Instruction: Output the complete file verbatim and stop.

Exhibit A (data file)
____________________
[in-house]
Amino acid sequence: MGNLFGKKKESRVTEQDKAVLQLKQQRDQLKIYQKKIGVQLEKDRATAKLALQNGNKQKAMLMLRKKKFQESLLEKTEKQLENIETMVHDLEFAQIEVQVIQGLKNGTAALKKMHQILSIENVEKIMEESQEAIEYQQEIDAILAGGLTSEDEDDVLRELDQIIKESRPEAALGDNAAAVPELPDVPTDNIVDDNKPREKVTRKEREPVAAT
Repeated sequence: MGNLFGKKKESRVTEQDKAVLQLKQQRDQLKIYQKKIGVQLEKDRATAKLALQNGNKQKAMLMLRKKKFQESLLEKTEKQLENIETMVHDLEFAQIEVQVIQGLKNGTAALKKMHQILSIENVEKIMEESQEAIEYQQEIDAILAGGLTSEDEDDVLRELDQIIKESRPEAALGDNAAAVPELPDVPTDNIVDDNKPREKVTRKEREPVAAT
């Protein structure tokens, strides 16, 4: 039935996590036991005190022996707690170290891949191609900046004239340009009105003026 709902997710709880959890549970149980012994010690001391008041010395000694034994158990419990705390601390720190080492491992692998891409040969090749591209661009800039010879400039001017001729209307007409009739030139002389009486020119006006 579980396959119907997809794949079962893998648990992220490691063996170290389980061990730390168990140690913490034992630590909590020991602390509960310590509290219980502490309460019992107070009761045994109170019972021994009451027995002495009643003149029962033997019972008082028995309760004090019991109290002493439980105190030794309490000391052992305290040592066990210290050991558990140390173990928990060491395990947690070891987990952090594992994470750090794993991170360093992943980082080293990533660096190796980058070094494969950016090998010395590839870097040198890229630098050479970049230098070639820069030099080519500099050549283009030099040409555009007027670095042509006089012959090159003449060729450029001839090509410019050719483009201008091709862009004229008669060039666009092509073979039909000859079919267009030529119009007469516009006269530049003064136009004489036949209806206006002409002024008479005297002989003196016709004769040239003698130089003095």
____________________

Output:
[in-house]
Amino acid sequence: MGNLFGKKKESRVTEQDKAVLQLKQQRDQLKIYQKKIGVQLEKDRATAKLALQNGNKQKAMLMLRKKKFQESLLEKTEKQLENIETMVHDLEFAQIEVQVIQGLKNGTAALKKMHQILSIENVEKIMEESQEAIEYQQEIDAILAGGLTSEDEDDVLRELDQIIKESRPEAALGDNAAAVPELPDVPTDNIVDDNKPREKVTRKEREPVAAT
Repeated sequence: MGNLFGKKKESRVTEQDKAVLQLKQQRDQLKIYQKKIGVQLEKDRATAKLALQNGNKQKAMLMLRKKKFQESLLEKTEKQLENIETMVHDLEFAQIEVQVIQGLKNGTAALKKMHQILSIENVEKIMEESQEAIEYQQEIDAILAGGLTSEDEDDVLRELDQIIKESRPEAALGDNAAAVPELPDVPTDNIVDDNKPREKVTRKEREPVAAT
């Protein structure tokens, strides 16, 4: 039935996590036991005190022996707690170290891949191609900046004239340009009105003026 709902997710709880959890549970149980012994010690001391008041010395000694034994158990419990705390601390720190080492491992692998891409040969090749591209661009800039010879400039001017001729209307007409009739030139002389009486020119006006 579980396959119907997809794949079962893998648990992220490691063996170290389980061990730390168990140690913490034992630590909590020991602390509960310590509290219980502490309460019992107070009761045994109170019972021994009451027995002495009643003149029962033997019972008082028995309760004090019991109290002493439980105190030794309490000391052992305290040592066990210290050991558990140390173990928990060491395990947690070891987990952090594992994470750090794993991170360093992943980082080293990533660096190796980058070094494969950016090998010395590839870097040198890229630098050479970049230098070639820069030099080519500099050549283009030099040409555009007027670095042509006089012959090159003449060729450029001839090509410019050719483009201008091709862009004229008669060039666009092509073979039909000859079919267009030529119009007469516009006269530049003064136009004489036949209806206006002409002024008479005297002989003196016709004769040239003698130089003095």